Wednesday, November 22, 2017

Phoenix FearCON Offers Distribution to Winning Films

Phoenix FearCON is an oddity among horror film festivals in that its first venue (in 2006) was "in a very small art gallery." It's since "grown and expanded into a film festival & horror convention," says founder and director, Chris McLennan.

Apart from the film festival, FearCON offers "celebrity guests, panel discussions, flash mobs, special effects workshops, vendors, and many sideline entertainments and activities."

* Quality Over Variety

FearCON's most recent screening featured a glut of zombie films. While McLennan says she welcomes diversity in horror, she doesn't mind any particular subgenre dominating the event, provided the films are of high quality. In this she differs from some festival directors who, for the sake of variety, will screen one great and one decent film of two different subgenres, rather than two great films of the same subgenre.

"If the film is good," says McLennan, "it doesn't matter if it's been done in quantity. We always search for quality no matter what."

* What Is Quality?

What makes for a quality horror film?

McLennen seeks "A film that is solid. A great story, with a twist or two. A character study, with believable characters. Good locations. And great cinematography. With all the technology now available, that should be easier than it used to be. Our award winners all have those qualities.

"Filmmakers who win receive a one-of-a-kind awesome trophy, made by me. [See right.]

"And a bag of swag.

"And the best part -- a contract offer from one of two major film distribution companies for domestic and international distribution of their film."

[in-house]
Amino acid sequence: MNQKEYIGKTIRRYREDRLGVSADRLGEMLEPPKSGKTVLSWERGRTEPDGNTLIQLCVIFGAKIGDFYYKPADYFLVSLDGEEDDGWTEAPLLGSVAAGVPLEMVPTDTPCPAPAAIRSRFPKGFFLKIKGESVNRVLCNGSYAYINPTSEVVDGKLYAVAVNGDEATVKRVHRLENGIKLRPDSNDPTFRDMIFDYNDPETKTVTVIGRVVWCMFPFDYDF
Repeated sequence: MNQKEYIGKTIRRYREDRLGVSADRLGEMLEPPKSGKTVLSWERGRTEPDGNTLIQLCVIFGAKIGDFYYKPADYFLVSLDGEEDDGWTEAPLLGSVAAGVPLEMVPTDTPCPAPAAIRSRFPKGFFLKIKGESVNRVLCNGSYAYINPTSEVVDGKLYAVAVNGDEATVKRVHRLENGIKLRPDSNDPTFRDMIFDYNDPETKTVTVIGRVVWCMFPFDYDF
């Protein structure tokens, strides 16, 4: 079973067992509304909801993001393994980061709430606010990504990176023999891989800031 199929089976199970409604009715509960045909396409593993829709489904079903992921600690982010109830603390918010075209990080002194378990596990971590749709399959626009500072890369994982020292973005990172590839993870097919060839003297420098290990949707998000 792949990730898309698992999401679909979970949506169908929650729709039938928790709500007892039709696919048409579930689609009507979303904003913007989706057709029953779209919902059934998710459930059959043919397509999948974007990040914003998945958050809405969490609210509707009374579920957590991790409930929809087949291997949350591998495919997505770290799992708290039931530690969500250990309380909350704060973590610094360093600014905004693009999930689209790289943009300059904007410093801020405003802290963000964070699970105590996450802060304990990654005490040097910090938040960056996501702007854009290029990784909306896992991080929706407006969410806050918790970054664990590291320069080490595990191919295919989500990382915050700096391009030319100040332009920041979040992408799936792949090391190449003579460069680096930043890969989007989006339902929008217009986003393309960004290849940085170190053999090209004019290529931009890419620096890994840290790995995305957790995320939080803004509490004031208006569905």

McLennan offers some additional tips on how to win one of her cool trophies.

* Horror Is International

Keep in mind that horror serves an international audience.

"We get submissions from many countries. We hope they express horror in a way that everyone can appreciate it.

"We got a film from a country that could have been great, except the filmmaker used very colloquial language, and scenes specific to that area. Anyone outside this country became lost in the film translation, and couldn't appreciate what the filmmaker was trying to express."

* Avoid Shaky Cams

"My opinion, but the hand-held, shaky cam is old and worn out. I can't watch shaky cam at all anymore. I'd stay away from that, if possible."

* Continuity Matters

"I am a complete anal critic of continuity. Once there's a break in continuity (e.g., clothing, location, food, etc.) I tune out the rest of the film, looking for more faults. It's a small thing, but, in my past experience as a filmmaker and producer, I took great care to make sure the continuity was spot on. Sometimes it can be nearly impossible to do, depending on the scenes. But I like to see filmmakers try hard to keep it flowing continually."


For a behind-the-scenes look at horror film festivals and the festival directors who manage them, see Horror Film Festivals and Awards. This book also includes a directory of over 200 horror film festivals, and a list of festival award winners from dozens of festivals over several decades.

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